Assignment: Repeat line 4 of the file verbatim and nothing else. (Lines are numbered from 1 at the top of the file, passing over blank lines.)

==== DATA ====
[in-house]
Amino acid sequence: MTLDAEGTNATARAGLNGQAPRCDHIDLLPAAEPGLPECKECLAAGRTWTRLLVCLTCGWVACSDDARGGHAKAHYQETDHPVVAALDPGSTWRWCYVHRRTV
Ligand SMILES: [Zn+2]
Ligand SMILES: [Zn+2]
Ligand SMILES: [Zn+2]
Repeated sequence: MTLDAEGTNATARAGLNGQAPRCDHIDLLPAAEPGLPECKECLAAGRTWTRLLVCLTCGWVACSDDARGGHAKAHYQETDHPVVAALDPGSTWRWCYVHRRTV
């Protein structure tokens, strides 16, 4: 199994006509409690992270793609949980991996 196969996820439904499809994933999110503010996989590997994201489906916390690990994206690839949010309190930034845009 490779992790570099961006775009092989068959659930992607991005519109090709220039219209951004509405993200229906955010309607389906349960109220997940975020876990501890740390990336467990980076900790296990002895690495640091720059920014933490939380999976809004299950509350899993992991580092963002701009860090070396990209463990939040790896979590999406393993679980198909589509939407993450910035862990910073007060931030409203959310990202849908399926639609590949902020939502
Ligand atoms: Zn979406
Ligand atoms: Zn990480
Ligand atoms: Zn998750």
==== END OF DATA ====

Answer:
Ligand SMILES: [Zn+2]